School programs

Columbia After School Programs Feel Pandemic Pinch in Enrollment and Staff | Education K-12

As the pandemic hangover continues, after-school programs are feeling the effects of staff shortages and low enrollment across Colombia.

Adventure Club, an after-school program based in elementary school cafeterias, is experiencing significant staff shortages, according to Greta Hake, the club’s programming and program coordinator.

“Compared to the number of employees last year, Adventure Club has grown from 24 full-time employees to 12 full-time employees,” Hake said in an email earlier this month.

Student enrollments are also only about 60% of what they were before the pandemic. Hake said 1,079 students were enrolled in March 2019, “and as of November 16, the student count was 656.”

Before the pandemic, Adventure Club was based in all 21 elementary schools in Columbia’s public schools. Today, due to low enrollment and interest rates, only 13 schools have adventure club programs, she said.

Centro Latino, an after-school program that caters primarily to immigrant and Latino students, is also seeing a sharp drop in enrollment. The center had an average of 25 students attending after-school programs before the pandemic; now five students are enrolled.

“When the pandemic started in March 2020, we stopped all programs to keep everyone safe,” Centro Latino executive director Eduardo Crespi said. “We just relaunched our tutoring program a few weeks ago and hope enrollment will increase as the number of COVID-19 continues to decline. “

Centro Latino strives to provide one-on-one tutoring for students and any other academic assistance the children require. Volunteers pick up students from their schools and bring them to Centro Latino, so parents don’t have to worry about transportation. Students also have the option of being dropped off at home if their parents cannot pick them up on time.

The center switched to online tutoring during the height of the pandemic, but returned to in-person programming. Staff members hope to see an increase in registrations soon.

“Our main goal is to serve disadvantaged populations in Colombia,” said Anna Jones, Centro Latino program coordinator. “We want to have a safe space where children feel accepted and welcome, no matter who they are. “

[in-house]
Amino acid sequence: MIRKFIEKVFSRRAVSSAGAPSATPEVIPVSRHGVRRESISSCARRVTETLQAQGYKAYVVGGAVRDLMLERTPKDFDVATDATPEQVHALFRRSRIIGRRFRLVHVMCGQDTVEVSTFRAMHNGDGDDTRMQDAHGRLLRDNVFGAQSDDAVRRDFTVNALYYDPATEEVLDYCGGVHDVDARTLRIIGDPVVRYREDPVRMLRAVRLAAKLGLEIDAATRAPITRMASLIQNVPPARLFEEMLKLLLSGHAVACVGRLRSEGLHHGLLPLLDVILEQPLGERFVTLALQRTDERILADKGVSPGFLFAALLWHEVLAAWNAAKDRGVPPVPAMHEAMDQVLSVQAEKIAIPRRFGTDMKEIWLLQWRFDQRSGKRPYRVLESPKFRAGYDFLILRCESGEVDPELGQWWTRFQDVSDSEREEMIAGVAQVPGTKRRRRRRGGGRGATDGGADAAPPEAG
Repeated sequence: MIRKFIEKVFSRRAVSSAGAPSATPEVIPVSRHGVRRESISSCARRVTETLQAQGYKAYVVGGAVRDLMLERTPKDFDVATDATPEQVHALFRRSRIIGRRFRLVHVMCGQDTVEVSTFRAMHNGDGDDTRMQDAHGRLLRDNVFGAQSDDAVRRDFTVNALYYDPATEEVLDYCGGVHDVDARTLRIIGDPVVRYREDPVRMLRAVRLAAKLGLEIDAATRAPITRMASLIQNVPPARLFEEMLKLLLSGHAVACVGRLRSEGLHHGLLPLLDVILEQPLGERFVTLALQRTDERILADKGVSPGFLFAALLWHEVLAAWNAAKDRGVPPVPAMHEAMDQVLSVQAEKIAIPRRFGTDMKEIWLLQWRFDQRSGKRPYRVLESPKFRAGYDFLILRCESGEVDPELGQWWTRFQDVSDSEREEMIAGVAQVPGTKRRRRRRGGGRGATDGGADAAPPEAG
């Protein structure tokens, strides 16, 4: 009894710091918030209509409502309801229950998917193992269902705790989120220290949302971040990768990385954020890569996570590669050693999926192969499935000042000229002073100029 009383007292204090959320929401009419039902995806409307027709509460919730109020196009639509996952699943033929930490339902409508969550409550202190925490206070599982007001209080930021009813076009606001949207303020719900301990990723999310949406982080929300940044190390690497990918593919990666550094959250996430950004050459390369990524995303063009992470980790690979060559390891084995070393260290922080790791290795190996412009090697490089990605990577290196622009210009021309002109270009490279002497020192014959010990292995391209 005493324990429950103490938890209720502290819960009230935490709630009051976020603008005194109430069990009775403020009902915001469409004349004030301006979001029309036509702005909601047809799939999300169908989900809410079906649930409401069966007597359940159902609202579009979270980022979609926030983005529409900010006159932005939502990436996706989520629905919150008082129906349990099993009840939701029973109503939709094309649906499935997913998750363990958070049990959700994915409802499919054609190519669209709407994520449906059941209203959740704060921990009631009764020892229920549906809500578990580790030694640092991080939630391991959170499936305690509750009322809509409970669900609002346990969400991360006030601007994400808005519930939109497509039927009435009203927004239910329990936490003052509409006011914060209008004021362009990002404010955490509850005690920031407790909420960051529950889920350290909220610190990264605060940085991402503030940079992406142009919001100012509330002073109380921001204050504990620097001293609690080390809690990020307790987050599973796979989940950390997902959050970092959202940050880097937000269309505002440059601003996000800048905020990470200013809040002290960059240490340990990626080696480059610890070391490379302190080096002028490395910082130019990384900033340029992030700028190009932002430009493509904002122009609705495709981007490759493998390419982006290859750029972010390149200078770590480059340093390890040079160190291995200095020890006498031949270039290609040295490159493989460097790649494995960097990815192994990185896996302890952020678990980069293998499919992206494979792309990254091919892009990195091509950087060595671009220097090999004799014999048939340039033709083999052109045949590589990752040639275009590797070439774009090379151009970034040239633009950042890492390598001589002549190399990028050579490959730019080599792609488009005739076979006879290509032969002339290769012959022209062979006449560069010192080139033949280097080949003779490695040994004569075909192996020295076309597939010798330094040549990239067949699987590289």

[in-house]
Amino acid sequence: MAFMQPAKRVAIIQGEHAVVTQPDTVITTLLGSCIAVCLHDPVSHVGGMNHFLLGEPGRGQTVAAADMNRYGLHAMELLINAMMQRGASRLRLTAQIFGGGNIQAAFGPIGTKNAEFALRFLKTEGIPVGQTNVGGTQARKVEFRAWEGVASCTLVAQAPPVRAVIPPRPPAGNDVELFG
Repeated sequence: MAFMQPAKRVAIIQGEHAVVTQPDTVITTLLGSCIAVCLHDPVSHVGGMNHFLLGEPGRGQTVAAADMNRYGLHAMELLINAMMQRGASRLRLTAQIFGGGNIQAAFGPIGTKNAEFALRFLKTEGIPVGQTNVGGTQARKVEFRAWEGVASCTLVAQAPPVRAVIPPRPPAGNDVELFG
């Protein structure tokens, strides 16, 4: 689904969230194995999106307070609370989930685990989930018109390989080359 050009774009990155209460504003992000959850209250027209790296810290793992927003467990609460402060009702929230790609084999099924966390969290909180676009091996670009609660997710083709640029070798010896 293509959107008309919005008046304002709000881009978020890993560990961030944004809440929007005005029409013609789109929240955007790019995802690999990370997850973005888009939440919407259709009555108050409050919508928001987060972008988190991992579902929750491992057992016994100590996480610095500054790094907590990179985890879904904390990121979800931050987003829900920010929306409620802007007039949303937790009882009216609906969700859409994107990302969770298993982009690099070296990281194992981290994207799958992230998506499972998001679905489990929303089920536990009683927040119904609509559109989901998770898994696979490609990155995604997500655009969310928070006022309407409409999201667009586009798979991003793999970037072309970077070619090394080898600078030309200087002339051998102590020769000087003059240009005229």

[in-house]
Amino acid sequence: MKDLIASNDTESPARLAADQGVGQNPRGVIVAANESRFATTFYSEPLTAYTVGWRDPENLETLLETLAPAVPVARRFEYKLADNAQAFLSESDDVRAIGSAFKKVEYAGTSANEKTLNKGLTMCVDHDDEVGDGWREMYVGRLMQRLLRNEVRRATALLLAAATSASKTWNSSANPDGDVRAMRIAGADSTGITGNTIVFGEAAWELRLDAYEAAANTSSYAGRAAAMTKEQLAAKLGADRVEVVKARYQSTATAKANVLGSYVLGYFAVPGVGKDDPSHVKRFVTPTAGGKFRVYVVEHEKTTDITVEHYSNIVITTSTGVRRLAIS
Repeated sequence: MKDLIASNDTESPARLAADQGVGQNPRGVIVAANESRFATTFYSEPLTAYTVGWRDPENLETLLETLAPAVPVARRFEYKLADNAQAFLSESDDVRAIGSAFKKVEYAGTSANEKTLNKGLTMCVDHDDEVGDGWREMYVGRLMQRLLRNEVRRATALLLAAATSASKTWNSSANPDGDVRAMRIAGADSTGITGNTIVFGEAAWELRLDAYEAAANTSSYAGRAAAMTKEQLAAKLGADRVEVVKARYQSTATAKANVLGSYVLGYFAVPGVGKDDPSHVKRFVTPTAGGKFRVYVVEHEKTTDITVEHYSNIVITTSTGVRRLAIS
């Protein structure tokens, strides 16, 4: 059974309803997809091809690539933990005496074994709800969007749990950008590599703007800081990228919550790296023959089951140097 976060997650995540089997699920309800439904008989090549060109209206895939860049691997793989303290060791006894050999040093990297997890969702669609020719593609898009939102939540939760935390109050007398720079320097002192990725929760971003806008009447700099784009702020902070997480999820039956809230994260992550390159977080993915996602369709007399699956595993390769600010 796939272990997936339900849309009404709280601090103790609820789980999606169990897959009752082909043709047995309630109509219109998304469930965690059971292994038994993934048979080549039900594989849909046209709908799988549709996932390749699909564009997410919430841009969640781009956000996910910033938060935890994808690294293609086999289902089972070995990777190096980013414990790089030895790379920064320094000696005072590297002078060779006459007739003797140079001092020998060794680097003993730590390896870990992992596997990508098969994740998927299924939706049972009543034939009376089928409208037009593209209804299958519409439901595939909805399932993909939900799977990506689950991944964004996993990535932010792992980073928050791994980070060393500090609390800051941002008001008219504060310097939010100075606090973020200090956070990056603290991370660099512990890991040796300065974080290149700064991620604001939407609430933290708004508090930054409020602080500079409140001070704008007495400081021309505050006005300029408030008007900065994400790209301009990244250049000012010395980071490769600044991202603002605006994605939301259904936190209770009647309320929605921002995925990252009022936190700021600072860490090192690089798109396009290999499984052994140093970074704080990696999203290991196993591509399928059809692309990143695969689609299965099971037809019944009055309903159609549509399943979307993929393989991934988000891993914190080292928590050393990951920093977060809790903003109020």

Parents often rely on transportation provided by schools and after-school programs so as not to duty worry about leaving work to drive their children back and forth.

Felisha Grimm, a parent in the district, used to enroll her children in the Adventure Club so that they had afternoon supervision while she finished her work day. Because the club is not operating in her children’s schools this year, she picks them up and takes them to the Boys and Girls Clubs of Columbia instead.

“My daughter particularly misses going to the Adventure Club,” said Grimm. “The Boys and Girls Club is great, but there is no bus to take the kids from school to the club, so having to drive them was another change.”

According to its website, Boys and Girls Clubs offer five core programs for ages 6 to 18 that focus on character and leadership development, education and career development, health and life skills, sports, fitness and recreation, and the fine arts. . He has been affected by the shortage of school bus drivers because students traditionally take buses to go to clubs.

“Boys and Girls Clubs of Columbia is working on a number of solutions with the goal of helping children access the essential after-school programs they depend on over the years,” said Erik Anderson, interim CEO of the club. in an October press release.

In a local Facebook thread related to the school bus issues, the Boys and Girls Clubs of Columbia said they are creating a private page so parents can organize ridesharing. Last month, the club resumed the routes of 15-passenger vans to pick up college students in Oakland and Lange, Anderson said in an email.

More recent information on the club’s transport situation was not immediately available on Tuesday.